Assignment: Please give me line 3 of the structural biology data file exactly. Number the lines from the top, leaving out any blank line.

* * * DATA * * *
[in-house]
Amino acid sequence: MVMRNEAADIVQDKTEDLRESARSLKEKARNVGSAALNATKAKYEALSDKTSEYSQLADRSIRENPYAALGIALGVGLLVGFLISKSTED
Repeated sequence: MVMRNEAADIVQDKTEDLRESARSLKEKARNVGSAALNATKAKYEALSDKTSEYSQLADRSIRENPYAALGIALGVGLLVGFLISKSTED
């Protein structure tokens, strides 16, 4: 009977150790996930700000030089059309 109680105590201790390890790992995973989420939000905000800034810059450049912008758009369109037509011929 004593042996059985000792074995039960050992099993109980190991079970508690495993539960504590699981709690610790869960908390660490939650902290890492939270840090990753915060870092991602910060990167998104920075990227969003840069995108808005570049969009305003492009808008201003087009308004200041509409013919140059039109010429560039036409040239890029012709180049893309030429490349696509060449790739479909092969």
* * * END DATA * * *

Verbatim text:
Repeated sequence: MVMRNEAADIVQDKTEDLRESARSLKEKARNVGSAALNATKAKYEALSDKTSEYSQLADRSIRENPYAALGIALGVGLLVGFLISKSTED